March Marked by Labor Regulatory Rollout
The Department of Labor (DOL) rolled out three key proposed rules of interest to the baking industry during the month of March.
- White-collar Overtime Exemption
- Regular Rate of Pay
- Joint Employer
New Overtime Threshold
Earlier this month, DOL released the long awaited proposed regulation updating the salary level for determining when an employee is exempt from earning overtime.
- Raises the threshold to $35,308/year ($679/week).
- Reverts to the 2004 methodology that focused on the 20th percentile of full-time wage earners.
- Makes no changes to the duties tests.
- Does not implement an automatic update feature.
- Increases the total annual compensation requirement for “highly compensated employees” (HCE) from the currently-enforced level of $100,000 to $147,414 per year which is higher than the Obama DOL reg’s threshold of $134,004.
- Would allow nondiscretionary bonuses and incentive payments (including commissions) paid at least annually to satisfy up to 10 percent of the standard salary test requirement.
- Such bonuses include, nondiscretionary incentive bonuses tied to productivity and profitability.
How It’s Calculated
DOL followed up by releasing its proposed rule on “Regular Rate” of pay.
The proposed rule is largely seen as a win for the business community as it allows employers to exclude bonuses, travel expenses, and other incidental payments from an employee’s base rate from which time-and-a-half is calculated. These items include:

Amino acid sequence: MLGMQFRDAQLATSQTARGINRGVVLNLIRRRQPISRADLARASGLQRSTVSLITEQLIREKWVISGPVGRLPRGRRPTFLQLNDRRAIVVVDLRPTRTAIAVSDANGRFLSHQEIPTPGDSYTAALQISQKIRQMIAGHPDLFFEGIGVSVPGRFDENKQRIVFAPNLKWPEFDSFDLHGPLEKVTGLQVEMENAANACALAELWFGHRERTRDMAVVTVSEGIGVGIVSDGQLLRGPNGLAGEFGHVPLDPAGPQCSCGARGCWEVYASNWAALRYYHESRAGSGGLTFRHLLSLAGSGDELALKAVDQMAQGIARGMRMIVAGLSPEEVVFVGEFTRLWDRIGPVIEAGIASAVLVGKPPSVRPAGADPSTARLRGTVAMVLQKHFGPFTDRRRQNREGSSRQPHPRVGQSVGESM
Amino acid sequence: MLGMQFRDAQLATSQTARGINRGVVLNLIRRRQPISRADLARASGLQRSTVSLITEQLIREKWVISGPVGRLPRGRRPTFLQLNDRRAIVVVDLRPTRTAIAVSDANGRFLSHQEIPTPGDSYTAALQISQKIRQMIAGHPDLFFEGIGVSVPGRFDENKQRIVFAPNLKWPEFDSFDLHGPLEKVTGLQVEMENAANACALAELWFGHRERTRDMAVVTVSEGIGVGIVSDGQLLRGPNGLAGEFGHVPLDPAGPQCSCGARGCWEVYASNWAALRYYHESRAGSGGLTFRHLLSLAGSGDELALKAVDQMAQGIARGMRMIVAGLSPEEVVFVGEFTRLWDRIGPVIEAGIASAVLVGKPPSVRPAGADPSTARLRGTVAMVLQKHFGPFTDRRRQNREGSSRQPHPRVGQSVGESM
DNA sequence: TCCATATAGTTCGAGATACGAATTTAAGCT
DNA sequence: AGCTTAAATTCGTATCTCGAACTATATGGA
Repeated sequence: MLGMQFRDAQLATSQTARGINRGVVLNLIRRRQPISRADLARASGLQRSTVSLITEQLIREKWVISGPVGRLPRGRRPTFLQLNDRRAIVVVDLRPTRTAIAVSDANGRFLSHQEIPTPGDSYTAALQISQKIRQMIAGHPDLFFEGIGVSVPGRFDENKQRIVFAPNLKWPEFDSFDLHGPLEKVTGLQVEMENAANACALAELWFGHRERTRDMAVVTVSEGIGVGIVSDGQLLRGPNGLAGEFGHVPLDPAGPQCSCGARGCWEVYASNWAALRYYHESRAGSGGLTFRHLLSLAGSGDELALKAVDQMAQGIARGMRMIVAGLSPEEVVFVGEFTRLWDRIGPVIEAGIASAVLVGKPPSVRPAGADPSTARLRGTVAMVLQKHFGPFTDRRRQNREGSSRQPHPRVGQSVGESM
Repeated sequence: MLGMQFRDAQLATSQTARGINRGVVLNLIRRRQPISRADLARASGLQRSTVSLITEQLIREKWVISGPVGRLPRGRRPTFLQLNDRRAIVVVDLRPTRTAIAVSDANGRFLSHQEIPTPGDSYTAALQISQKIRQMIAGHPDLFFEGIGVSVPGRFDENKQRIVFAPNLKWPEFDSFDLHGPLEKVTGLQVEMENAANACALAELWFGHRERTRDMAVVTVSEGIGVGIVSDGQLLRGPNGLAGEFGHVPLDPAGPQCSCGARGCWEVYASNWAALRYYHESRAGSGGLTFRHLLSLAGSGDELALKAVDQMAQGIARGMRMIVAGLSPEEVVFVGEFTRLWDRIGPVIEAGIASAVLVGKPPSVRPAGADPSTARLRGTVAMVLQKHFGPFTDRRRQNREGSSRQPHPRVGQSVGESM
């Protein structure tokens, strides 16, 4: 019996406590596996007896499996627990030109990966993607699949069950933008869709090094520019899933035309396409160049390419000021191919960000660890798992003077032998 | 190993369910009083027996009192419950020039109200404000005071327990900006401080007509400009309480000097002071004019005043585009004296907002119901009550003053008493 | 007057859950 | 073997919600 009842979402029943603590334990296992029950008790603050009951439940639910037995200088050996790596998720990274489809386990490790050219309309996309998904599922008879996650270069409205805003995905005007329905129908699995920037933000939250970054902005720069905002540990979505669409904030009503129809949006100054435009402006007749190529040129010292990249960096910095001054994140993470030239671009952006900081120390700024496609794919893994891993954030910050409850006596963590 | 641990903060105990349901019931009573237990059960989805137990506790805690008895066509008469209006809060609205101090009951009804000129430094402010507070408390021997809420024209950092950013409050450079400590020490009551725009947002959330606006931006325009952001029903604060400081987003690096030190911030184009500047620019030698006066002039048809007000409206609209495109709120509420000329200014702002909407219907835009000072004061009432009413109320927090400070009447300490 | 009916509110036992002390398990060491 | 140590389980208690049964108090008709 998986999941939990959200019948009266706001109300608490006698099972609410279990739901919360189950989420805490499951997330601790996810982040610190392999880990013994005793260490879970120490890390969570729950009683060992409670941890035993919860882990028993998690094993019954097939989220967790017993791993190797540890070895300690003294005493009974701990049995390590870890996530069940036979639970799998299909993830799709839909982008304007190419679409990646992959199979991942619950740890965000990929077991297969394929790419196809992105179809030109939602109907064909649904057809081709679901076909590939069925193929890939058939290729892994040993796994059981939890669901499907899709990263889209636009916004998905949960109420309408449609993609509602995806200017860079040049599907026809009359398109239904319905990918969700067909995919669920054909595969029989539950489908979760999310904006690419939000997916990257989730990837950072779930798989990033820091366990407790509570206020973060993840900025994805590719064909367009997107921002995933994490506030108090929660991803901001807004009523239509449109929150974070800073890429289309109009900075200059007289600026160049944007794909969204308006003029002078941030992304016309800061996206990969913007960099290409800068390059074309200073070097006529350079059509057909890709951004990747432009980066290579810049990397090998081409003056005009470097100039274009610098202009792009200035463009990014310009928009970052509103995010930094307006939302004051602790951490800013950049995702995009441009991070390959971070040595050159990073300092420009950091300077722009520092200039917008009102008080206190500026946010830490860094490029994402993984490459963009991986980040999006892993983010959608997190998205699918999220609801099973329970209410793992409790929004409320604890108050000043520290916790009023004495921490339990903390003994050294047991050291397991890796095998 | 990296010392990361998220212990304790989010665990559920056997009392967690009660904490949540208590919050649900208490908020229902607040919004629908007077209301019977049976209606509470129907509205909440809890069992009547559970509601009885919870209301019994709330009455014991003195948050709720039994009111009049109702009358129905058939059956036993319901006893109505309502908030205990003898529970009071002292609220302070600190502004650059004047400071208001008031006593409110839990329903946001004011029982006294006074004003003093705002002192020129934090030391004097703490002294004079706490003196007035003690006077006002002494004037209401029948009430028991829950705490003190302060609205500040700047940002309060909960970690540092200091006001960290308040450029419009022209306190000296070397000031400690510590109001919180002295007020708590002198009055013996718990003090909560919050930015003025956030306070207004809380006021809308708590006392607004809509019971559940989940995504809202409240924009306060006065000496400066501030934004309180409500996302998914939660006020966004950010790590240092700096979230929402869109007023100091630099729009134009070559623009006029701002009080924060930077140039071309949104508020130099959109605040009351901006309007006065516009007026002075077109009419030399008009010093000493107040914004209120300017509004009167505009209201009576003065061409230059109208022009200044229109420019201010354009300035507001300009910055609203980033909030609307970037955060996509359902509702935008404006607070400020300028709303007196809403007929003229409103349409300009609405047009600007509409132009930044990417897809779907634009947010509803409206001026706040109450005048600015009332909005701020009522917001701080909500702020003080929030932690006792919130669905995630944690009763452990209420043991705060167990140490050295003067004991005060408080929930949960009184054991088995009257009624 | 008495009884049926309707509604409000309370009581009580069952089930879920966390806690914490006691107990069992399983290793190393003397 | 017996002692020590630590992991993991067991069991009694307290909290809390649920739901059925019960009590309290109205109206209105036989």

- the cost of providing wellness programs;
- payments for unused paid leave, including paid sick leave;
- reimbursed expenses;
- reimbursed travel expenses;
- discretionary bonuses;
- Benefit plans, including accident, unemployment, and legal services; and
- Tuition programs.
The change would effectively lower employees’ overtime pay, while encouraging employers to offer perks without the threat of unexpected costs later.
But Who are Your Employees?
Just yesterday the Department introduced a proposed regulation making it harder to hold businesses jointly liable when their franchisees or contractors violate the Fair Labor Standards Act (FLSA).
Would use a four-part test to determine whether a business is jointly liable under the 1938 law, which governs minimum wage and overtime.
The test would weigh whether the business:
- has the power to hire and fire;
- to supervise schedules and “conditions of employment”;
- to set pay; and
- to maintain employment records.
The proposal would weaken an Obama-era DOL guidance that said a business need have only indirect control over employees to be held jointly liable.
All three proposed rules are open for comment. ABA will be working with the business community to ensure that the baking industry’s input is received while developing the (3) final rules.